Engine builder aims for happy mariners

In the world of marine engine production, the power to serve more than 1000 dealers in near real time determines customer satisfaction levels, and Mercury Marine has tapped a solution to keep its partners and customers happy by increasing the speed and transparency of its supply chain processes.

Melbourne-based Mercury Marine, part of the world's largest marine and outboard motor group Brunswick Corporation in th US, is migrating from a green-screen, ERP environment on JD Edwards' World to JD Edwards' OneWorld.

The marine engine builder favoured JD Edwards over SAP ERP applications for Mercury's ease and speed of use, the company's ICT manager for Australia, Jim Powell, told Computerworld.

Currently implementing JD Edwards' OneWorld supply chain applications, Powell said the software aids more precise planning and scheduling of the company's sales order and fulfilment processes with its 1000-plus Asia-Pacific dealer network.

Powell's goal behind the migration is to eliminate the use of spreadsheets in the company.

Mercury Marine will also implement three new JD Edwards' CRM applications across the company's regional sites. Those products include Advanced Web order configurator which accepts and despatches customer designs and purchase orders online through OneWorld; Customer Self-Service which automates a previously paper-based process for logging service calls and which also generates alerts on overdue warranty requests; and Service and Warranty Management to manage dealers' warranty registrations and service agreement applications online.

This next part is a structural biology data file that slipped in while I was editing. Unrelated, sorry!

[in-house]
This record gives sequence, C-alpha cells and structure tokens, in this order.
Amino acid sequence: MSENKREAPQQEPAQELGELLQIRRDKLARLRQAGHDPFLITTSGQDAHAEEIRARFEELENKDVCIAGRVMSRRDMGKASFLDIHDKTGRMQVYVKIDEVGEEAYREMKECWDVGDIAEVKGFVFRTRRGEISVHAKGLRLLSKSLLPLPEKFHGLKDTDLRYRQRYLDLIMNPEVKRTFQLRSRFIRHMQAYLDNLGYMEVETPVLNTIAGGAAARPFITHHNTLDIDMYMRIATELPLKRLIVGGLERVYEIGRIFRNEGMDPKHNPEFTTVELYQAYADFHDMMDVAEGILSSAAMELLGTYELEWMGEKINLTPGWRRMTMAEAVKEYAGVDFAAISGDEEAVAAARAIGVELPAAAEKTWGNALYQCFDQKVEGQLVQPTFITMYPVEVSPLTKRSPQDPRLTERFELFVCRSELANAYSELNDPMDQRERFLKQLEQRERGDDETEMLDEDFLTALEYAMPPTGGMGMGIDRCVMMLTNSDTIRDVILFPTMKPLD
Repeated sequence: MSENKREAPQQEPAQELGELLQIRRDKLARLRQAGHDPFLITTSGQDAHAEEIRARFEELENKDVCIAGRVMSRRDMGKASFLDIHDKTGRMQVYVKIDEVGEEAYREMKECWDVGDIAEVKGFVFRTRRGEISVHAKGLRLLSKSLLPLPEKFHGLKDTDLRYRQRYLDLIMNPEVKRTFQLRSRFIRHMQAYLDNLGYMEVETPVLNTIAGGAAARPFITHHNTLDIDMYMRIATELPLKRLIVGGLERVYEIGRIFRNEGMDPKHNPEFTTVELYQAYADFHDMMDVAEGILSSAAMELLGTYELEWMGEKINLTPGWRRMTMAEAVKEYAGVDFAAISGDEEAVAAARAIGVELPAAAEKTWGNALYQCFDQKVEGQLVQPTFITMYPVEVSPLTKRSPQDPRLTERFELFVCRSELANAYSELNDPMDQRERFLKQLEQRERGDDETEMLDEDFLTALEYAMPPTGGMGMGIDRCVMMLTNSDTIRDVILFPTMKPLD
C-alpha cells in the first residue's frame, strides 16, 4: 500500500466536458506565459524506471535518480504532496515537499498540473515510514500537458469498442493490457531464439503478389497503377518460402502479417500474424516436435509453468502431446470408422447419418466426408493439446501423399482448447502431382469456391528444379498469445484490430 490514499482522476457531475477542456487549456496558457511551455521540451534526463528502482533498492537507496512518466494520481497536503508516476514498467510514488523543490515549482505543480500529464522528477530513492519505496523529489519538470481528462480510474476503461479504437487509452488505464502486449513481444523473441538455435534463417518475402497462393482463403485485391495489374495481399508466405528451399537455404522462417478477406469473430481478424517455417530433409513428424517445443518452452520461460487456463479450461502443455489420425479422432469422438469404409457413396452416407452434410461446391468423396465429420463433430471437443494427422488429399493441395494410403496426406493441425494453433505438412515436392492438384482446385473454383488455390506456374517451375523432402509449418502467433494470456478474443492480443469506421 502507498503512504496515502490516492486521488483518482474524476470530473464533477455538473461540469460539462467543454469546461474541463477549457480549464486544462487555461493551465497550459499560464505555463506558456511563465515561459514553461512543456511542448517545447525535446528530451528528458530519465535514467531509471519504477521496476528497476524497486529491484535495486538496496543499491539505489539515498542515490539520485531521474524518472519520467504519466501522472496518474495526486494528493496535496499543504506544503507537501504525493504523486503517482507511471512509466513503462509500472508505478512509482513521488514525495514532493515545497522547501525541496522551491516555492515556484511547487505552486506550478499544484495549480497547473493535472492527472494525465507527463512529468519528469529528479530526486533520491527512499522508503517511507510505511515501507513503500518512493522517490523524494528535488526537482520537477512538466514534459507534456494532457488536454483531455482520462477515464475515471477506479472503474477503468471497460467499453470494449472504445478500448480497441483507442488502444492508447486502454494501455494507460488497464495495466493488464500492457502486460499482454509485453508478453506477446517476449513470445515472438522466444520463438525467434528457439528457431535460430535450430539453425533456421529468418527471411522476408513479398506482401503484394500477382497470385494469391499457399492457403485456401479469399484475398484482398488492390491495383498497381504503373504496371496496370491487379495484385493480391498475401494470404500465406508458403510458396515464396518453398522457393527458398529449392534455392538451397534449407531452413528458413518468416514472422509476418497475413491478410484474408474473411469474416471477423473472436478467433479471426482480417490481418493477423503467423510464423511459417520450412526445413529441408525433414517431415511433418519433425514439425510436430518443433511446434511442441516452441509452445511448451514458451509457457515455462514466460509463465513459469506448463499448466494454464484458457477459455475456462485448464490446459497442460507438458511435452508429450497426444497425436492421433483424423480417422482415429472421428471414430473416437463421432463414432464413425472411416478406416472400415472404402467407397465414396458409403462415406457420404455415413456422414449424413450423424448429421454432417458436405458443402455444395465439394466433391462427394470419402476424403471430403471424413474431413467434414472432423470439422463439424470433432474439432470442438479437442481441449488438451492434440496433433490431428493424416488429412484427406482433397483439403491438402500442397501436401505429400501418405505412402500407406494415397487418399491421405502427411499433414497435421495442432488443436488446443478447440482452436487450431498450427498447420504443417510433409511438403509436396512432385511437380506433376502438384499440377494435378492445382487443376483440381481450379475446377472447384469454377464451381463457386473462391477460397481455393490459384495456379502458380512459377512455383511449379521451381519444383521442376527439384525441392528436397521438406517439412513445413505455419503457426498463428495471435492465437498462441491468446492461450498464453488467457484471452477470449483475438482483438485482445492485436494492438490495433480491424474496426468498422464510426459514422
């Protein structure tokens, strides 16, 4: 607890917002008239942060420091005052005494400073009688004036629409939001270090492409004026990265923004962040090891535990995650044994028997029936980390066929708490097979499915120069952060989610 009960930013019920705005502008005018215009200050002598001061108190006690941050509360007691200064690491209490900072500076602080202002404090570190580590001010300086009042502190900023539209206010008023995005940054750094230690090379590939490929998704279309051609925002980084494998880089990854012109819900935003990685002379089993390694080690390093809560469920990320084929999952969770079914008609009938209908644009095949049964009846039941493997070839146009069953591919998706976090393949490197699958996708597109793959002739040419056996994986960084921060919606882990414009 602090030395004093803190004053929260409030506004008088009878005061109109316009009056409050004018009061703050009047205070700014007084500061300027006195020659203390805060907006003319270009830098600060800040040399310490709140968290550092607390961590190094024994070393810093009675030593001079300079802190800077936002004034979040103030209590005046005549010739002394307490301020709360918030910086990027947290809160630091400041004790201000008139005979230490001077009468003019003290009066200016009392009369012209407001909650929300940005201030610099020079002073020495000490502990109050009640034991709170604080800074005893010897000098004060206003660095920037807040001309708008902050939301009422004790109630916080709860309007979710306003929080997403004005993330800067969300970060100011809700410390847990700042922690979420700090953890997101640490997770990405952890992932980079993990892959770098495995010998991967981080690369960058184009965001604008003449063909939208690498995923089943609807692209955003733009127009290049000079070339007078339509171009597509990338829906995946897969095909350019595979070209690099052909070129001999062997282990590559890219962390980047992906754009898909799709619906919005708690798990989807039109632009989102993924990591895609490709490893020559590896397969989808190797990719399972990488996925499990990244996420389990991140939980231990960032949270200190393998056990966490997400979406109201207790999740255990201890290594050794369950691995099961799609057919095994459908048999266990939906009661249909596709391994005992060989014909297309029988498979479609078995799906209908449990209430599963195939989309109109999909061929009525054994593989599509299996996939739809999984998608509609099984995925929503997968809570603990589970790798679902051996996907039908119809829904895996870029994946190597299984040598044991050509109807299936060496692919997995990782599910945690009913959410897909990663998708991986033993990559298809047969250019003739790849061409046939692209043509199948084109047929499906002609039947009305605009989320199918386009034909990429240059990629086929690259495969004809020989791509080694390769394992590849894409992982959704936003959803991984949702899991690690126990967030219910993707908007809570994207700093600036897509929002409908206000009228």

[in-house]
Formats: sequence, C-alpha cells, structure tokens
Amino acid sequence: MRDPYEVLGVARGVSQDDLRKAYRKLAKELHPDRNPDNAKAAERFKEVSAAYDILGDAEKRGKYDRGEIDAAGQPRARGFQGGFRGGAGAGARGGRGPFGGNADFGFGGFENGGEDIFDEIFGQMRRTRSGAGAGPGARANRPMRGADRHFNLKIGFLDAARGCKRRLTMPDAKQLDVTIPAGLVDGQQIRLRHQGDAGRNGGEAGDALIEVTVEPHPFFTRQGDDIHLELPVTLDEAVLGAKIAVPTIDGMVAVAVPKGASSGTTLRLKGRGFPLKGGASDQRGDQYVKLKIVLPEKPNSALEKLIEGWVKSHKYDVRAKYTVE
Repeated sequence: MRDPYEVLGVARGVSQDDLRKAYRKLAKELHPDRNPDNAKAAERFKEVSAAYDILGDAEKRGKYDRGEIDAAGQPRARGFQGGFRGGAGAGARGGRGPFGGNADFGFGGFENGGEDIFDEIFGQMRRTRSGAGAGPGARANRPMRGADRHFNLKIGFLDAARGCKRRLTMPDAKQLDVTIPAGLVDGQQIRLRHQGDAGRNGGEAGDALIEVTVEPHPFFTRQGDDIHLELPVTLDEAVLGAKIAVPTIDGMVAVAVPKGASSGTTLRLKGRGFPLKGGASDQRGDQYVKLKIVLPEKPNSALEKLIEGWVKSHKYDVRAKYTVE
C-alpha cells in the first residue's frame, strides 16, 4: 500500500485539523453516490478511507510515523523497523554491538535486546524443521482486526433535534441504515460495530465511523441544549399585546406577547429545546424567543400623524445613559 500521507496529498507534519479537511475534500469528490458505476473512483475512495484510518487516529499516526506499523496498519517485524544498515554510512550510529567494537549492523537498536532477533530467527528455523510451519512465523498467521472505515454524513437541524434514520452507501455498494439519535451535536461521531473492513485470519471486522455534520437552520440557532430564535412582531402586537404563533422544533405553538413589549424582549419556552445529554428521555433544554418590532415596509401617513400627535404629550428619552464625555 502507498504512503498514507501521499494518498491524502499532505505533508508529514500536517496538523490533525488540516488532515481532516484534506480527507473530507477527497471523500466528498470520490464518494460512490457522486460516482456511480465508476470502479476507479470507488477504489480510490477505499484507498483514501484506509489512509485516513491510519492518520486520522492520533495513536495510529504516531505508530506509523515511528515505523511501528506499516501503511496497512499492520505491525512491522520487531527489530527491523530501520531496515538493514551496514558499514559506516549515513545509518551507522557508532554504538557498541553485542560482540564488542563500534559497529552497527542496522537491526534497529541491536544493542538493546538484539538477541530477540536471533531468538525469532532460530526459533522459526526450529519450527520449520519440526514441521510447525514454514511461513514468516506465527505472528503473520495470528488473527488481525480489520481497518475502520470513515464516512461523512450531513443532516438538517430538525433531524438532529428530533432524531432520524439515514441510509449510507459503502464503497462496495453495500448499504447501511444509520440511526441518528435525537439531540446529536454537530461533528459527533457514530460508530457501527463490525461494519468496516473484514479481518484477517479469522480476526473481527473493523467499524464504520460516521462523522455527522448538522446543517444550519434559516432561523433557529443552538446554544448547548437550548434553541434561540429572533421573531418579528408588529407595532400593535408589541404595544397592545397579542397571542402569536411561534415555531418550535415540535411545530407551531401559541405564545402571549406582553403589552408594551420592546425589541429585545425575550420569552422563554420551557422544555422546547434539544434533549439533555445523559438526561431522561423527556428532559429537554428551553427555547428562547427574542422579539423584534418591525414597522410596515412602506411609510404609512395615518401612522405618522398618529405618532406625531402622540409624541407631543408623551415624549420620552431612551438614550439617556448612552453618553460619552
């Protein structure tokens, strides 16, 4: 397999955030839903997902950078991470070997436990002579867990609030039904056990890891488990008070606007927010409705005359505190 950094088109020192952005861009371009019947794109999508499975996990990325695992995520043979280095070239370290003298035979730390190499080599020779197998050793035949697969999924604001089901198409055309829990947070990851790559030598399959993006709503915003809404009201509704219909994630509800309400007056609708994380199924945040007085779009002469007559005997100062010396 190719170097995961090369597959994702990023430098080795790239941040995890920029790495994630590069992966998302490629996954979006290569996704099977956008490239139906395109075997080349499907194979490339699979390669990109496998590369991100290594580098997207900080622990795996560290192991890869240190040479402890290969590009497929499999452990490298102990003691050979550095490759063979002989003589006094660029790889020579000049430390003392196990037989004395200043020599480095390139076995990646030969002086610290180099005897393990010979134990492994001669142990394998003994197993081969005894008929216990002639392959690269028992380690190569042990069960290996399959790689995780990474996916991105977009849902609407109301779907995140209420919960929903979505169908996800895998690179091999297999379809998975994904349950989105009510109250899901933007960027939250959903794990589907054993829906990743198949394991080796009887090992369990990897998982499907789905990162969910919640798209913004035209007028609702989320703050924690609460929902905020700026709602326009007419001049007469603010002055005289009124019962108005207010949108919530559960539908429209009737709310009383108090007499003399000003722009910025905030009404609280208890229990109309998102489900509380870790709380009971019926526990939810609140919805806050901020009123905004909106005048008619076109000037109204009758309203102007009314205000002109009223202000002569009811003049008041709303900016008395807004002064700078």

The key benefit of the CRM component is the self-service capability it gives dealers, Powell said.

"Dealers will know where our stock is at, and doing this on the Web makes us a smarter business."

The company has so far invested $1.5 million in JD Edwards applications.

The OneWorld migration will be complete around July 2003, and Powell expects the next 18 months to be a period of riding out the "journey of co-existence".

The main feat in the project has been to establish that process of co-existence. "I'm managing mountains of resistance to change," Powell said, in response to which he has "enforced an edict" on employees to get more familiar with OneWorld as a way of discouraging reticence.

Now management of the system is far less the responsibility of IT and more that of business.

"The thing I hate is this problem where IT is thought of as owning a [business] problem," Powell said. "You let the users own their own application, as it's got to be a user-driven system."

"The more they own it, the less they fear it."

Mercury Marine's move to OneWorld has helped lower the total cost of ownership of its ERP applications, and also shaved time and costs from functions like warranty request processing and service call management.

Powell intends to bring the company's dealers online around April 2003 by integrating its DB2 B2B portal with OneWorld with accounts receivable and sales order entry the first modes in that system.

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